Wait For Me, Daddy
It's October 1, 1940 and Province photographer Claude P.
Dettloff is standing on Columbia Street at 8th Street in New Westminster,
his press camera up to his eye, preparing to take a shot. He's focusing
on a line of hundreds of men of the B.C. Regiment marching down
8th to a waiting train. Soldiers of the Duke of Connaught's Own
Rifles are marching past. Suddenly, in the view-finder, Detloff
sees a little white-haired boy tugging away from his mother's grasp
and rushing up to his father in the marching line . . . click.
Wait For Me, Daddy becomes the most
famous Canadian picture of the Second World War, and one of the
most famous of all war pictures. And it was a fluke, a one-in-a-million
The mother's outstretched hand and the swirl of
her coat, the boy's shock of white hair and his own reaching hand,
the father's turning smile and the downward thrust of his own outreaching
hand he has shifted his rifle to his other hand to hold his
son's for a moment the long line of marching men in the background,
all this makes an unforgettable image, a masterpiece of unplanned
composition, a heart-grabbing moment frozen for all time.
But Warren Whitey Bernard, who was five
when Claude Dettloff photographed him, doesn't remember October 1st.
What he does remember is October 2nd, when the picture appeared
in the Province and he was suddenly famous.
Today, more than 60 years later, Whitey Bernard
lives in Tofino. Back at the time of The Picture, he and his dad
Jack and his mom Bernice lived in Vancouver, near General Wolfe
Elementary, where little Whitey was in Grade One. (His mom lied
about his age to get him in.)
The picture went everywhere, Whitey
says. It was a full page in Life, it was in Liberty and Time and Newsweek and the Reader's Digest and the Encyclopaedia Britannica
Yearbook and in newspapers everywhere. Whitey's wife, Ruby,
nods. It was hung in every school in B.C. during the war,
she says, laughing. I saw him years and years before we actually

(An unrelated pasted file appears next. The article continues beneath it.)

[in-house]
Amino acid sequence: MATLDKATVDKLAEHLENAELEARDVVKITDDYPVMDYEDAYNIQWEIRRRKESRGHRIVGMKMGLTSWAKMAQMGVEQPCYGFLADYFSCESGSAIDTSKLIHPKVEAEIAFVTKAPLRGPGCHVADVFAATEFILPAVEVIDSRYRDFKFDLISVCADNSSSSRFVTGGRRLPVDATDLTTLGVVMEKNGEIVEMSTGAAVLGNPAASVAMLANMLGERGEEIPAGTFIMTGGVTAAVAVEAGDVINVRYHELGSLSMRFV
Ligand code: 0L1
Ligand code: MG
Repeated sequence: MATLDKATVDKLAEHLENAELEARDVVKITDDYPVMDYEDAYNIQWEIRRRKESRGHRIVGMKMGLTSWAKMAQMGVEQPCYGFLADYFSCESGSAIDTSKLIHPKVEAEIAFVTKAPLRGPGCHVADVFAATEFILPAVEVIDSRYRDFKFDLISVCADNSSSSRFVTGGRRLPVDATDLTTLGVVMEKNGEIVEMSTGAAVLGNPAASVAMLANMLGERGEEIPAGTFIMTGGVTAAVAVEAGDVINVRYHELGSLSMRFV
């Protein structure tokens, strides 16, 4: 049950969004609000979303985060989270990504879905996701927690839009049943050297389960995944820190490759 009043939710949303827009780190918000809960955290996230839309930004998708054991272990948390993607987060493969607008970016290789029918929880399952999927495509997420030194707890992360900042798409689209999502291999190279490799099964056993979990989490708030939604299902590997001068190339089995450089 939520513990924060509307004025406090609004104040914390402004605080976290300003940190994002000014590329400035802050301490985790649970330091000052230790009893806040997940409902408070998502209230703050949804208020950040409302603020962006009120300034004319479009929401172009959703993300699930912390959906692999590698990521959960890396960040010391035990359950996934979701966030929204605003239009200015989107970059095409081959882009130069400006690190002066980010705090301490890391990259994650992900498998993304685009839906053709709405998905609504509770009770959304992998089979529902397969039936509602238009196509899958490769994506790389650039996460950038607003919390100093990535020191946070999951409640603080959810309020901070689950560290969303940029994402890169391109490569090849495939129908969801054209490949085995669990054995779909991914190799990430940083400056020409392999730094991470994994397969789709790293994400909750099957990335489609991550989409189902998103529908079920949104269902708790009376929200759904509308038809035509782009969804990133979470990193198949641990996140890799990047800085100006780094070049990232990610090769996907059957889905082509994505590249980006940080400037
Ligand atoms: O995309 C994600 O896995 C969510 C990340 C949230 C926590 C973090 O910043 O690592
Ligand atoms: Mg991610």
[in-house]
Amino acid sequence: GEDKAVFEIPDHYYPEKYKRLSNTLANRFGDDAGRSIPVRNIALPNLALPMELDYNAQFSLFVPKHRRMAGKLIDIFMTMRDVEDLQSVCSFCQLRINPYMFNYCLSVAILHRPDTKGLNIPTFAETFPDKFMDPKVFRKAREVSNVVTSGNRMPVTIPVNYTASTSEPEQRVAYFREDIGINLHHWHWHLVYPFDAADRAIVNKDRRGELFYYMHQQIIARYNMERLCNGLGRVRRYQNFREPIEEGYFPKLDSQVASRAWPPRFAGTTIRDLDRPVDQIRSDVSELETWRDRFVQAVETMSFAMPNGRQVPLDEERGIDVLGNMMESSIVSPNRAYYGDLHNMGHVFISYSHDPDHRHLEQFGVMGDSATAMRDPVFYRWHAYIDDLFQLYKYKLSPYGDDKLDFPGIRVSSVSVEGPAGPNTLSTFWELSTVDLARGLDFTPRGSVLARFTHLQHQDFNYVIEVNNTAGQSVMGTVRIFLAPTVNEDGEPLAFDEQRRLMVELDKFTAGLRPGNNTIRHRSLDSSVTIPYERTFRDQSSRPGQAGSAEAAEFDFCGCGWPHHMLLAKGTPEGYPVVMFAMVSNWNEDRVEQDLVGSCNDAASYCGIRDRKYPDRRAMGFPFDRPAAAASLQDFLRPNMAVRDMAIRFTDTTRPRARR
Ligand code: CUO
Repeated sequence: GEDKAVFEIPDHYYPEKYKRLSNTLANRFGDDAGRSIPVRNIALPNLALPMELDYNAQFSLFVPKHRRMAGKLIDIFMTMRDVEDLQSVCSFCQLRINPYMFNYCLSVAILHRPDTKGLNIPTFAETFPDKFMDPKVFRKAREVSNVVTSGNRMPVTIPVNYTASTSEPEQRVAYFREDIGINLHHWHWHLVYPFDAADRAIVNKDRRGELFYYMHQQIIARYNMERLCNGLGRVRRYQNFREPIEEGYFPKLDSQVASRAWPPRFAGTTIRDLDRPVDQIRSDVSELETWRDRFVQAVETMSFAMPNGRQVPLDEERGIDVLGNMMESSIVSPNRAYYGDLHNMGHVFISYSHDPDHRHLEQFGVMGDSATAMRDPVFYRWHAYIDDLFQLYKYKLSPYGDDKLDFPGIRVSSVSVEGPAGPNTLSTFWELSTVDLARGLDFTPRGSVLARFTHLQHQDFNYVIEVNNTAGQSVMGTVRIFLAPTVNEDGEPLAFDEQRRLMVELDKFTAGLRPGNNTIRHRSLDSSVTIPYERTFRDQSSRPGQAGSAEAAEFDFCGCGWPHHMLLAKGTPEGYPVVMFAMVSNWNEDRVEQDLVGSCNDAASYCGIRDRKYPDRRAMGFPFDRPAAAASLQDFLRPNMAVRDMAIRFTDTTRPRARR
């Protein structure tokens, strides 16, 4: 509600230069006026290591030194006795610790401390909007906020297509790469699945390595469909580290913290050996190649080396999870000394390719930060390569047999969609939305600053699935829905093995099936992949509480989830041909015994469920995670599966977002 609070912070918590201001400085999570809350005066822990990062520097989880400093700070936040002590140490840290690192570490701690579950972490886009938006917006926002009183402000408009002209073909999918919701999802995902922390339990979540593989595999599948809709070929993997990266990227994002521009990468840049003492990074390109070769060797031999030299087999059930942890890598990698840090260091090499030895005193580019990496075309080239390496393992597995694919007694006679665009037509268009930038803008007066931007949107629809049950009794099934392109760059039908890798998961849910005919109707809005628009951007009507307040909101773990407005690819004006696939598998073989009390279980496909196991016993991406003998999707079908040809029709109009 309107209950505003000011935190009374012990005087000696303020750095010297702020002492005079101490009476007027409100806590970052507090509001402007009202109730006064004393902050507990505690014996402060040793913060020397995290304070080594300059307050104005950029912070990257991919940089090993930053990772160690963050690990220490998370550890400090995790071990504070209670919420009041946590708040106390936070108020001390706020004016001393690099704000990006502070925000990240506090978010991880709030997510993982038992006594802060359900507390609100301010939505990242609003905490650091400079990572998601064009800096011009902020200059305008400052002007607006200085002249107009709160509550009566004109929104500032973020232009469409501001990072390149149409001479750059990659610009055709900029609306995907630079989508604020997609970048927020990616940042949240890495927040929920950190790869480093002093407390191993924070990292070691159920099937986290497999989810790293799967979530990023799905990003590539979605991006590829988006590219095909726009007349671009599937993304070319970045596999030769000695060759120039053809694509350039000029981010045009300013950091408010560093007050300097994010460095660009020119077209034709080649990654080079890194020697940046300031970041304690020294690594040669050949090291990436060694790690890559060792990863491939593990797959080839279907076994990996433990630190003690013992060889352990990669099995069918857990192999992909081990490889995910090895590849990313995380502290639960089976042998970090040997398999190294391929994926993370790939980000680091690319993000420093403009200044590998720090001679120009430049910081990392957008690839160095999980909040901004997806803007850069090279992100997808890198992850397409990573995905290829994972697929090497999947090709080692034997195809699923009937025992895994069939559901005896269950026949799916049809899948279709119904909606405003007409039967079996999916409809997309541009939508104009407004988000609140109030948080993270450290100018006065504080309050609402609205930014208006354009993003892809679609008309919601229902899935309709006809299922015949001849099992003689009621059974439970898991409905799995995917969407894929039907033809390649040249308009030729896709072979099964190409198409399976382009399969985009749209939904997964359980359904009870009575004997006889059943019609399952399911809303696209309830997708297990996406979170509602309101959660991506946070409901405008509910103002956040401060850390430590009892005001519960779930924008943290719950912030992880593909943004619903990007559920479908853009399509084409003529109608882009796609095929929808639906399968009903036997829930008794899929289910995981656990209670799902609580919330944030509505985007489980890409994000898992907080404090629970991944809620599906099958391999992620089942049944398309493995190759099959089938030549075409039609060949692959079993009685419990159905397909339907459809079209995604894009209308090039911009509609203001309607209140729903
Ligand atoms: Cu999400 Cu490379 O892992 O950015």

The photo caught the attention of the military.
They were holding War Bond drives, Whitey
says, and they asked Mom for permission to include me in some
of them. They were six weeks long, and so I had to be excused from
school. They had entertainers and put on shows. I remember meeting
Edgar Bergen and 'talking' to his dummies, Charlie McCarthy and
Mortimer Snerd, and there were local entertainers, too: Barney Potts,
Thora Anders, Pat Morgan, and I'd come out at the end in front of
a big blowup of the picture with a fellow dressed up as my dad.
I'd stand there in my dressy blue blazer and short grey pants, they
put me in short pants, and give a little speech, and I'd end by
asking everyone to buy war bonds to help Bring My Daddy Home. That
got everyone all misty-eyed and they'd rush up to buy bonds.
Whitey's dad came home in October 1945 and Claude
Dettloff-now the Province's chief photographer-took a photograph
of their reunion at the CNR station.
Not long after Whitey and Ruby Johnson married in
1964, he got involved in local politics. He was elected alderman,
was mayor for several years in the 1980s and then went back as councillor.
Today, he's retired. His son Steven runs the business that Whitey
started long ago, a small marina, marine hardware and fuel station.
(An excerpt from The History of Metropolitan Vancouver,
by Chuck Davis.)
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